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Saturday, October 31, 2009

Ubuntu Karmic and Windows 7

Did two upgrades this weekend. Upgraded a laptop from Vista to Windows 7 and a desktop from Ubuntu Jaunty to Karmic, both 64 bit. Pleased with both upgrades so far. Vista was one of MS biggest lows as far as their OS version goes, Windows 7 seems more peppier in general so far.

I have been very pleased with Ubuntu ever since I installed the same. Have previously been a user of Mandriva, Fedora and Suse. Found mandriva comprehensive in its software offering but not very stable. I feel that Suse may be great to compete with Redhat on the server market but is no where as user friendly as Ubuntu. What I like about Ubuntu is that its pretty solid, convenient and just so easy to use. It detects the need for propriety drivers and installs in a breeze. Have dual monitor support without any xorg.conf tweaking. Printer, web cam all worked out of the box. Have it now running Skype as well without a problem.

After installing Ubuntu, I followed the following BLOG on a TODO list that really helped.
Anyway, got rid of the standard 1948 created Gnome menu in favour of AWN and now my desktop rocks.

A note for those installing eclipse 64 bit. One will find that clicking on some buttons does not work and one has use the keyboard actions to activate the buttons. The way around this problem is to set the following "export GDK_NATIVE_WINDOWS=true" prior to launching eclipse.

On the Windows 7 front, I prefer using Chrome over firefox or IE as its so much more faster on many sites that I frequent. The upgrade from Dell from Vista to Win 7 was pretty simple. Cannot watch youtube on 64 bit IE yet due to 64 flash plugin not available (no so on my Ubuntu though :-)) Don't get me wrong, I don't have anything against Win 7 (except $$$) but when compared with what FREE brings, I find it difficult to justify the extra $$$. I however do need to a Win machine due to the fact that there is no software for the iphone of any value on Linux and that there are sites that I go to such as CWTV to watch videos requiring Win or Mac. Another seller for the Win 7 is my few PC games that I have. BTW, I did not buy Win 7, its a free upgrade option.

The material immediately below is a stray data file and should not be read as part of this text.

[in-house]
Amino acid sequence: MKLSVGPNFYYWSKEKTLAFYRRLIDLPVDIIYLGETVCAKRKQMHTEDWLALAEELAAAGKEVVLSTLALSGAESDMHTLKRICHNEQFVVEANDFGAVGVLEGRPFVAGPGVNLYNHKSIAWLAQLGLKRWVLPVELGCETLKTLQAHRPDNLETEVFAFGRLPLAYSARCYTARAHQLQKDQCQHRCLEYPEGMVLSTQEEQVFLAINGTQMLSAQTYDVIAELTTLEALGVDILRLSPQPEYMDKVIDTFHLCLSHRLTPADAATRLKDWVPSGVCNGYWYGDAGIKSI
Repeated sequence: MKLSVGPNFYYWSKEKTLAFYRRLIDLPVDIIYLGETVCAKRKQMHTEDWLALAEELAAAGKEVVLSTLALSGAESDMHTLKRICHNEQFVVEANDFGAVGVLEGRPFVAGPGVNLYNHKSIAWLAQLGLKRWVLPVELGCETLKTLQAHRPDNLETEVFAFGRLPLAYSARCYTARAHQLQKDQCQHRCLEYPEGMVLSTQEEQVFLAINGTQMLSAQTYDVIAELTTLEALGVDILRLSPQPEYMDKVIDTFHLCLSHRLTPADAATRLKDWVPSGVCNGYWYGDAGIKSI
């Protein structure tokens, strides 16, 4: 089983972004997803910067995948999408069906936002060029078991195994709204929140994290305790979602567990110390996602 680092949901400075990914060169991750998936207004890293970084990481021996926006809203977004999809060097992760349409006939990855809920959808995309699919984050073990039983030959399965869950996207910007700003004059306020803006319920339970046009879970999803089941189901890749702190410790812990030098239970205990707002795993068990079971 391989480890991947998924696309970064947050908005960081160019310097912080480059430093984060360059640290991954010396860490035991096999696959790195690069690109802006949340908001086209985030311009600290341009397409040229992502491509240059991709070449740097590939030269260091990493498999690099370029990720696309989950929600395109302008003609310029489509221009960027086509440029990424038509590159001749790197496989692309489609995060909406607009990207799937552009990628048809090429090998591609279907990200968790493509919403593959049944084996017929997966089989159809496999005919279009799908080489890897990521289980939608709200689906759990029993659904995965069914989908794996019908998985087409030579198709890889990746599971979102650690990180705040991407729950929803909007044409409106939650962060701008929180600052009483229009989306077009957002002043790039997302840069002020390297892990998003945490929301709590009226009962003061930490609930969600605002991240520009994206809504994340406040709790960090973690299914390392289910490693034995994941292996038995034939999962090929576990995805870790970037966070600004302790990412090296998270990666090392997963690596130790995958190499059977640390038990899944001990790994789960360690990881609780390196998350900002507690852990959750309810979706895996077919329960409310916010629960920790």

The Mrs also is happy with Ubuntu...and as long as she is happy, I am as well :-)

Friday, October 16, 2009

Exceptions in RESTful HTTP with Restlet and JAXB

REST, or rather, RESTful HTTP and how exceptions can be handled therein is what this posting is about.

For those of us who have worked with SOAP and faults, we are familiar with how exceptions are handled. SOAP Stacks upon encountering an exception will throw a SOAP fault which is then marshalled into an exception on the consumer end of the service. SOAP faults in a way provide a protocol over standard HTTP.

When working with REST we have the concept of Resources and their Representations. An exception in a RESTful architecture is really a tuple of an HTTP Status Code and a Representation that describes the same.

The HTTP Status code in themselves are quite indicative, delving a bit into the same:
  • 1XX Series - Informational - Request received and continuing processing
  • 2XX Success - Action received, understood and accepted
  • 3XX Redirection - Further action required to complete the request
  • 4XX Client Error - Request is badly formatter or the server cannot process the request
  • 5XX Server Error - Server failure on a a potentially valid request
When working with architectures that have Java on both ends of a Service, shying away from Exception handling is IMHO a self imposed handicap. In a RESTful system, one would typically have an expected representation of a resource and in the event of exceptions, have them represented as alternate results along with the appropriate error codes. The JAX-RS specification has the concept of a WebServiceException.

What I am trying to do in this BLOG is a demonstrate how exception handling can be accomplished with a framework like Restlet. I am not demonstrating a specification by any means or a wrapper protocol. For the sake of this demonstration, I will be using Restlet and JAXB. In particular, the example will rely on the XmlAdapters of JAXB extensively coupled with the Java Reflection API and Annotations. The XmlAdapters serve to translate to and from Exceptions to JAXB Representions

The scope of this example is as follows:

a. Exceptions supported are of a particular type and its subclasses only: